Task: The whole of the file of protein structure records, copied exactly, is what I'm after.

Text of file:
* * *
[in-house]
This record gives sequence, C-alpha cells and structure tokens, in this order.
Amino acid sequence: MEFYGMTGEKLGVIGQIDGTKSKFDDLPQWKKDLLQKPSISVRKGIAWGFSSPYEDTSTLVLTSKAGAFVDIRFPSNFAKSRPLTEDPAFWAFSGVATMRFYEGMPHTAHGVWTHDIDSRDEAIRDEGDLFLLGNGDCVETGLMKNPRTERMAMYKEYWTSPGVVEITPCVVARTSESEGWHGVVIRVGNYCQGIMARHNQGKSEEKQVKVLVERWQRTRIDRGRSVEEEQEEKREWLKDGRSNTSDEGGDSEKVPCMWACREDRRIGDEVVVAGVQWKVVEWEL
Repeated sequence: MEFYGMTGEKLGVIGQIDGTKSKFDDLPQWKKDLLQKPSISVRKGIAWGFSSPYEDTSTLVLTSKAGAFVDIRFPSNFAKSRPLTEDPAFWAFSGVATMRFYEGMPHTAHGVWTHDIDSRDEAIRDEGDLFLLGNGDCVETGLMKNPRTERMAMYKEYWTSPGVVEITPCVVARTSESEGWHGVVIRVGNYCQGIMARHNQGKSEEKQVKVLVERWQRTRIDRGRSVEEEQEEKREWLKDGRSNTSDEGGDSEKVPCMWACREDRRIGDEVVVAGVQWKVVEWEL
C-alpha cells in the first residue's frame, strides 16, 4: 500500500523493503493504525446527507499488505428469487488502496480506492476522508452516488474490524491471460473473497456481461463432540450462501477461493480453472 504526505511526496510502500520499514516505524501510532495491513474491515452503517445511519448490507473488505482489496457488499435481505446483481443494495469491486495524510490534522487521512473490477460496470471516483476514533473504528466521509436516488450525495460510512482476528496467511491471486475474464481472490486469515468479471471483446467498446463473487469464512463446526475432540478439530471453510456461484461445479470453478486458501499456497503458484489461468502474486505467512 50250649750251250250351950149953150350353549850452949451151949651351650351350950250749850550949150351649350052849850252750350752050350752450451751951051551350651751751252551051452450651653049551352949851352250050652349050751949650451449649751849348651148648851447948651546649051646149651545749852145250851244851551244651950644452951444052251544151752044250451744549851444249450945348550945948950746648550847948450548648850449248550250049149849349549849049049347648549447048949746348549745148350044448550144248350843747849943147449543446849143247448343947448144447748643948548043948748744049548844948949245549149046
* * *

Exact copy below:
[in-house]
This record gives sequence, C-alpha cells and structure tokens, in this order.
Amino acid sequence: MEFYGMTGEKLGVIGQIDGTKSKFDDLPQWKKDLLQKPSISVRKGIAWGFSSPYEDTSTLVLTSKAGAFVDIRFPSNFAKSRPLTEDPAFWAFSGVATMRFYEGMPHTAHGVWTHDIDSRDEAIRDEGDLFLLGNGDCVETGLMKNPRTERMAMYKEYWTSPGVVEITPCVVARTSESEGWHGVVIRVGNYCQGIMARHNQGKSEEKQVKVLVERWQRTRIDRGRSVEEEQEEKREWLKDGRSNTSDEGGDSEKVPCMWACREDRRIGDEVVVAGVQWKVVEWEL
Repeated sequence: MEFYGMTGEKLGVIGQIDGTKSKFDDLPQWKKDLLQKPSISVRKGIAWGFSSPYEDTSTLVLTSKAGAFVDIRFPSNFAKSRPLTEDPAFWAFSGVATMRFYEGMPHTAHGVWTHDIDSRDEAIRDEGDLFLLGNGDCVETGLMKNPRTERMAMYKEYWTSPGVVEITPCVVARTSESEGWHGVVIRVGNYCQGIMARHNQGKSEEKQVKVLVERWQRTRIDRGRSVEEEQEEKREWLKDGRSNTSDEGGDSEKVPCMWACREDRRIGDEVVVAGVQWKVVEWEL
C-alpha cells in the first residue's frame, strides 16, 4: 500500500523493503493504525446527507499488505428469487488502496480506492476522508452516488474490524491471460473473497456481461463432540450462501477461493480453472 504526505511526496510502500520499514516505524501510532495491513474491515452503517445511519448490507473488505482489496457488499435481505446483481443494495469491486495524510490534522487521512473490477460496470471516483476514533473504528466521509436516488450525495460510512482476528496467511491471486475474464481472490486469515468479471471483446467498446463473487469464512463446526475432540478439530471453510456461484461445479470453478486458501499456497503458484489461468502474486505467512 50250649750251250250351950149953150350353549850452949451151949651351650351350950250749850550949150351649350052849850252750350752050350752450451751951051551350651751751252551051452450651653049551352949851352250050652349050751949650451449649751849348651148648851447948651546649051646149651545749852145250851244851551244651950644452951444052251544151752044250451744549851444249450945348550945948950746648550847948450548648850449248550250049149849349549849049049347648549447048949746348549745148350044448550144248350843747849943147449543446849143247448343947448144447748643948548043948748744049548844948949245549149046